‘Many families unwilling to allow virus test on the cadaver’
Although nearly 4,000 patients are waiting for various organ transplants in Karnataka, there have been hardly five cadaveric donations during the pandemic. This includes one skin donation.
Jeevasarthakathe, the State’s nodal agency that facilitates cadaver organ donations, has recorded only four donations since April, retrieving 22 organs, while the State’s only skin bank in Victoria Hospital has got just one donation during these months.
During the corresponding period last year, while 105 cadaveric donations were facilitated through Jeevasarthakathe (wherein 511 organs were retrieved) the skin bank had seen 40 donations. This has created a huge demand-supply gap in organ transplantation in the State.
Jeevasarthakathe convener Kishore Phadke, who attributed this to the fear of COVID-19, said many families were unwilling to allow a virus test to be conducted on the cadaver. “This is not a phenomena unique to Karnataka as organ donations have decreased globally,” he said.
With the entire focus on COVID-19, transplants had come to a standstill in several hospitals. However, the scenario has changed now and most hospitals have restarted organ transplants.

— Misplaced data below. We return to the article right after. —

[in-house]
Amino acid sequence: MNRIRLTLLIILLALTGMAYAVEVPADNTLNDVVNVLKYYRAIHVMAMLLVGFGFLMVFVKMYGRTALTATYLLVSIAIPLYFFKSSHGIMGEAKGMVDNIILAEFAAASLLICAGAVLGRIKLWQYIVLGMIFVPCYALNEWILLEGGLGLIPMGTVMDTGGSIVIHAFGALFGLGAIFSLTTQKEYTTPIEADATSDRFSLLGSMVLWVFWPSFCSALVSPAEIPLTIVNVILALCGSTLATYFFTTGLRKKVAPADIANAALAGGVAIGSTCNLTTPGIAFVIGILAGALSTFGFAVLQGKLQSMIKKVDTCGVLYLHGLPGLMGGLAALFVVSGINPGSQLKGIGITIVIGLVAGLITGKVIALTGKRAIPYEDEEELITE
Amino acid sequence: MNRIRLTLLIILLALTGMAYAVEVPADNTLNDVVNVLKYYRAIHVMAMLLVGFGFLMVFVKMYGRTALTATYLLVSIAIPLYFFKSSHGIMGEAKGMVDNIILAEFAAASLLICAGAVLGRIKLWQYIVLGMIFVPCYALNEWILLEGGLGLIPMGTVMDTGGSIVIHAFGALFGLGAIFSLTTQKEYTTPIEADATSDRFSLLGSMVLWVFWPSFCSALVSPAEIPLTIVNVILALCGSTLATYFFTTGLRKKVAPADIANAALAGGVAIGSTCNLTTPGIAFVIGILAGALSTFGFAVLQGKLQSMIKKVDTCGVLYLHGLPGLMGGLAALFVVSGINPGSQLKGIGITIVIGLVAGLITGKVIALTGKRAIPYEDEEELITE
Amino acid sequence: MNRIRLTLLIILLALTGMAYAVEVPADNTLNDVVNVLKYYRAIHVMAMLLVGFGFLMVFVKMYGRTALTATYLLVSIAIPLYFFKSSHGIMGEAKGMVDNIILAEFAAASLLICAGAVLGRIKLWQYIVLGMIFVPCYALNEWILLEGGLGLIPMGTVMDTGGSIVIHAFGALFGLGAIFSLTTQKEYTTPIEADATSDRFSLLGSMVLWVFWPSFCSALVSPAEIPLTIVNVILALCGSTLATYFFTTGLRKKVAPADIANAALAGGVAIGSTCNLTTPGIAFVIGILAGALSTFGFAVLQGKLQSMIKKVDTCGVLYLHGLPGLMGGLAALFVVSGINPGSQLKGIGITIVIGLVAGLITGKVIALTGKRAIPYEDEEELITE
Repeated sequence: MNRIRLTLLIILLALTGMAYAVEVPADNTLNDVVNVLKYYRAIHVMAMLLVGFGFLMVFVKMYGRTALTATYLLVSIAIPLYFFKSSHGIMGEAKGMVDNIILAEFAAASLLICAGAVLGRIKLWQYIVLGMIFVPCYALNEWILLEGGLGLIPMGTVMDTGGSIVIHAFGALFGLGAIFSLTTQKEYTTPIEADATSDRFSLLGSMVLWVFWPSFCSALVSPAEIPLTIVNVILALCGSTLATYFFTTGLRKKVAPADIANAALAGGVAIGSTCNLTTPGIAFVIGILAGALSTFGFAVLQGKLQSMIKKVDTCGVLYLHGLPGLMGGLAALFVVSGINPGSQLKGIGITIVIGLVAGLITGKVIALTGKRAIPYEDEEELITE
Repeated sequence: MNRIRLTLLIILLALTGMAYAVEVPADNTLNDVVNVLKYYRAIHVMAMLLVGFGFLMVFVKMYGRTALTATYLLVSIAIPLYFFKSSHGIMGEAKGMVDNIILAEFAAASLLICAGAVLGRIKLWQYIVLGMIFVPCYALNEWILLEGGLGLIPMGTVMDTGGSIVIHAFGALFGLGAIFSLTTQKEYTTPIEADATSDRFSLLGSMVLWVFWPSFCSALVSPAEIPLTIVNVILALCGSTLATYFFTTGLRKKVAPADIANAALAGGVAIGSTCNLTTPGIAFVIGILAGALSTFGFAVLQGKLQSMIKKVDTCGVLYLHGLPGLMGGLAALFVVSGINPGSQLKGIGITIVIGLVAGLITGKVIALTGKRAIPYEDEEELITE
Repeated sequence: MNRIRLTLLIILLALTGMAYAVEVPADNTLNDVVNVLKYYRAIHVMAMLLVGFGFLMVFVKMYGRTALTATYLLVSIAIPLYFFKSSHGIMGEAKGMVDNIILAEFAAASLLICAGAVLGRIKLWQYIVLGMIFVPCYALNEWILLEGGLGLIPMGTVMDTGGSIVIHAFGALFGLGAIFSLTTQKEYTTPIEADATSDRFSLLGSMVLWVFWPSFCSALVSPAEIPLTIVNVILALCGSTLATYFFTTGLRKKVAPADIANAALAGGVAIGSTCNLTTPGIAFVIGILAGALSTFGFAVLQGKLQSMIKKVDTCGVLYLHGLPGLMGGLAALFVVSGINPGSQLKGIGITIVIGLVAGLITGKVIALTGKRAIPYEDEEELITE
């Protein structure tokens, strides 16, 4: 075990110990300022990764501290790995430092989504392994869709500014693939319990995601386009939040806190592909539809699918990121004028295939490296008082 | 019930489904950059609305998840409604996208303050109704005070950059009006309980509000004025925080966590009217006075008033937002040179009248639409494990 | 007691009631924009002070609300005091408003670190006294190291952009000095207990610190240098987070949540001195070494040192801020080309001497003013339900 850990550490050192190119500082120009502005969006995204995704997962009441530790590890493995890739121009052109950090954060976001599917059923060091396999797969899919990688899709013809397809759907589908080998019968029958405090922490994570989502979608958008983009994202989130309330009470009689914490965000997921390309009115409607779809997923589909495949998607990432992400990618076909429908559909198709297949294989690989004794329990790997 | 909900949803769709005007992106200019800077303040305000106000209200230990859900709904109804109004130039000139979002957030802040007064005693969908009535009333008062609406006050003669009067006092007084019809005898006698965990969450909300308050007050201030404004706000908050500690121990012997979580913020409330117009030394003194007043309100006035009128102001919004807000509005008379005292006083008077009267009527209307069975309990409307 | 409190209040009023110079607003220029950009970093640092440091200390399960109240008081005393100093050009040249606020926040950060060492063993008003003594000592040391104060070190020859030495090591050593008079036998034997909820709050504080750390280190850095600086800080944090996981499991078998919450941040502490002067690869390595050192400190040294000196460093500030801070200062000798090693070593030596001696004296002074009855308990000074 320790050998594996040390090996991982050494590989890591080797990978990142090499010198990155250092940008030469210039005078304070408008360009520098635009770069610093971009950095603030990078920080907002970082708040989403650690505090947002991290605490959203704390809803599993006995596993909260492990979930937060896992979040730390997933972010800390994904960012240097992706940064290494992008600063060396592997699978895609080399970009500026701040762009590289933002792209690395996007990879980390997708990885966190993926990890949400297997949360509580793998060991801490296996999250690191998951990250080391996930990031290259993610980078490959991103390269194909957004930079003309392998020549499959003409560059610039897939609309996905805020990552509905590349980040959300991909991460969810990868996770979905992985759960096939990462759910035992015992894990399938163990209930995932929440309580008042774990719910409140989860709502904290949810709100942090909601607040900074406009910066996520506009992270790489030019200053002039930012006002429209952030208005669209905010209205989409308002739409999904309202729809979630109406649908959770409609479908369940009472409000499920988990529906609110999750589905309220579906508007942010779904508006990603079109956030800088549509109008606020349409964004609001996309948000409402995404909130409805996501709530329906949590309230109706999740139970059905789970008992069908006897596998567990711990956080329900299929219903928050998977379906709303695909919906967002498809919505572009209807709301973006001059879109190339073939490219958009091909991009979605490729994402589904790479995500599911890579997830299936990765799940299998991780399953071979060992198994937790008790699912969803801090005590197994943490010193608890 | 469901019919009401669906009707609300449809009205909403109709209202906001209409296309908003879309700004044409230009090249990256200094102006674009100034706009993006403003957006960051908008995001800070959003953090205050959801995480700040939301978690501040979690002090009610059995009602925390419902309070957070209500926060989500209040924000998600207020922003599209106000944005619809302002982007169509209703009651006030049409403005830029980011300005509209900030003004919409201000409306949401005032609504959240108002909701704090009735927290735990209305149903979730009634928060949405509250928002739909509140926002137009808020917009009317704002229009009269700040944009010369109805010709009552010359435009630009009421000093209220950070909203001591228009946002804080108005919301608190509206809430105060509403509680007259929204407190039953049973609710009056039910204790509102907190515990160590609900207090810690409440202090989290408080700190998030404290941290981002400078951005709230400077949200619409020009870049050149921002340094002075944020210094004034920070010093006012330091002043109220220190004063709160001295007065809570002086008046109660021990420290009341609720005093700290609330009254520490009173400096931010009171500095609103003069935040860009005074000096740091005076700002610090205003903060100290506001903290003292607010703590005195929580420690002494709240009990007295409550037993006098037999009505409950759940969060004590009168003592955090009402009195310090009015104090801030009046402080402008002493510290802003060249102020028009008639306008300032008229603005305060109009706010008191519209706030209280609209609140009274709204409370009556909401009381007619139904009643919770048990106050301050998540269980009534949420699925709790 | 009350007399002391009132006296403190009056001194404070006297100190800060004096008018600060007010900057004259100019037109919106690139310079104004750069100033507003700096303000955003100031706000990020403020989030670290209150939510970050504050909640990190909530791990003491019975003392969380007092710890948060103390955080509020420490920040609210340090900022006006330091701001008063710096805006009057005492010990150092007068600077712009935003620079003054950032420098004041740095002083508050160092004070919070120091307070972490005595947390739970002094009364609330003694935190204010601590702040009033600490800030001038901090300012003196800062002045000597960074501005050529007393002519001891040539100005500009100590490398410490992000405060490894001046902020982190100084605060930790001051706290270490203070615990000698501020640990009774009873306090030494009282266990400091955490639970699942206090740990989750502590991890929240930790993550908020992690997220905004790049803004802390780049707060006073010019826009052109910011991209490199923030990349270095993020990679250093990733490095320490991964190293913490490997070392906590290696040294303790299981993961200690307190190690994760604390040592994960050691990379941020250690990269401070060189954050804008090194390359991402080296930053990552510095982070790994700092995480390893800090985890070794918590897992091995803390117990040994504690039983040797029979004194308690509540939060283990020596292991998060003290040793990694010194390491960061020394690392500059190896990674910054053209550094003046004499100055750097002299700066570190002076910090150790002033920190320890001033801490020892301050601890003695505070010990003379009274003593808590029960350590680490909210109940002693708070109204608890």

While Manipal Hospitals’ Old Airport Road branch has conducted 11 live renal transplants and one cadaver renal transplant during the past few months, Aster CMI and Aster RV hospitals have conducted 11 liver transplants, 12 kidney transplants and five bone marrow transplants. Likewise, Apollo Hospitals group in Bengaluru has conducted a total of 16 transplants (nine kidney and seven liver).
Sonal Asthana, Senior Consultant, Hepatobilary and Liver Transplant Surgery at Aster CMI Hospital, said many patients waiting for liver and kidney transplants have had serious implications due to low organ donations.
“We are currently dependent on live liver transplants for patients who are critically ill and cannot survive. There is also a lot of stress while operating during such times as we not only have to focus on saving the life of patients but also have to take care of our team and have to ensure that all the precautions are undertaken to avoid any contamination,” he said.
Sudarshan Ballal, Chairman of Manipal Hospitals, said the hospital had realised that the new normal was to co-exist with the pandemic.
“For many patients, transplantation is the only hope. Despite the prevailing pandemic environment, we are putting in efforts to create more awareness about organ donations so that we can provide a better quality of life to our patients,” he said.
Vishwanth. S, head of the department of Nephrology, at Manipal Hospitals, said the hospital resumed its transplant programme during the extended lockdown, maintaining an infection-free environment throughout.
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